WASHINGTON, D.C. - The United States and Singapore announced their cooperation today to enhance existing efforts to scan U.S.-bound cargo and help prevent the illicit trafficking of nuclear and radiological material. The Port of Singapore is one of the largest transshipment ports in the world.
The Department of Energy's National Nuclear Security Administration (NNSA) will provide radiation detection equipment and associated infrastructure and help to train the Department of Homeland Security's Customs and Border Protection (CBP) and Singapore officials to use this equipment.
"NNSA provides the means for screening more and more cargo to prevent nuclear materials or devices from being smuggled into the United States and ports around the world," said NNSA Deputy Administrator for Defense Nuclear Nonproliferation William Tobey. "We continue to build on our international partnerships to do so."
The announcement establishes the U.S. government's Secure Freight Initiative (SFI) in the Brani Terminal at the Port of Singapore. The initiative, which is aimed at keeping dangerous, smuggled material out of U.S.-bound cargo, is a joint effort implemented overseas between NNSA, CBP and the Department of State.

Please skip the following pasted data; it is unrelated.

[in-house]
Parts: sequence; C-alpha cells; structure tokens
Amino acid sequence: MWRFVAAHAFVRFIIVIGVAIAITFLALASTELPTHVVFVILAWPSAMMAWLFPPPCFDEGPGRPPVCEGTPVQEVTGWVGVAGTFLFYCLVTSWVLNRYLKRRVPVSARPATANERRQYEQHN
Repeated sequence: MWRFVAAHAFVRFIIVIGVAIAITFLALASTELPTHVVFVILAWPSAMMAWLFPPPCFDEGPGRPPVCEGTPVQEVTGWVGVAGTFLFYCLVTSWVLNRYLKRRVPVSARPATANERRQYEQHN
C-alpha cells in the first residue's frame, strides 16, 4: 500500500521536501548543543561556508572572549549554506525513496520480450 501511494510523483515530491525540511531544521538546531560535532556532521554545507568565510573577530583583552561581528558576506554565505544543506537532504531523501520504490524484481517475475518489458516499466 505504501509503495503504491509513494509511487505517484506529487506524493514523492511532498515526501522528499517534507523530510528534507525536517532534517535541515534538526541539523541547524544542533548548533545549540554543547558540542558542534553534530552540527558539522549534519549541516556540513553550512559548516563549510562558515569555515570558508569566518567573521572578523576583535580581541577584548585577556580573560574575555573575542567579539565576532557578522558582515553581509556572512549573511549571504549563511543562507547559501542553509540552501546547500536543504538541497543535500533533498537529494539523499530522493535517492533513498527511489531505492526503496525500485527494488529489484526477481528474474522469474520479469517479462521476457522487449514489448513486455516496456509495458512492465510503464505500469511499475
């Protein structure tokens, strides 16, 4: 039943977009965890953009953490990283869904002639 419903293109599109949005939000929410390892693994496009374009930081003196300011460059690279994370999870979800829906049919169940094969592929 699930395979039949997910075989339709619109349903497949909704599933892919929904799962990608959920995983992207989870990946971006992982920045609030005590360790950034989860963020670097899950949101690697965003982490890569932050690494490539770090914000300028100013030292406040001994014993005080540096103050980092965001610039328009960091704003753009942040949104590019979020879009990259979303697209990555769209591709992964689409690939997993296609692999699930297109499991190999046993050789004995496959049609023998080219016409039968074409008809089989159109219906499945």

SFI was established to evaluate the feasibility of scanning 100 percent of all cargo bound for the United States with radiation detection and non-intrusive imaging equipment. Through NNSA's Megaports Initiative, full operational testing of SFI equipment began in October of 2007 at Port Qasim in Pakistan, Puerto Cortés in Honduras and at the Port of Southampton in the United Kingdom.
Singapore is part of the second group of international partners assisting NNSA and CBP in evaluating integrated cargo radiation detection and non-intrusive imaging capabilities. The new arrangement will be on a pilot basis in Singapore at the Brani Terminal, with a focus on scanning transshipment cargo.
Ports in Hong Kong, South Korea, and Oman are also implementing SFI in a limited, pilot capacity. The results of the four pilot projects will be used to provide guidance on future expansions of SFI, and to help the U.S. determine the impact of radiation and non-intrusive imaging scanning at large ports.
Established by Congress in 2000, NNSA is a separately organized agency within the U.S. Department of Energy responsible for enhancing national security through the military application of nuclear science. NNSA maintains and enhances the safety, security, reliability and performance of the U.S. nuclear weapons stockpile without nuclear testing; works to reduce global danger from weapons of mass destruction; provides the U.S. Navy with safe and effective nuclear propulsion; and responds to nuclear and radiological emergencies in the United States and abroad.
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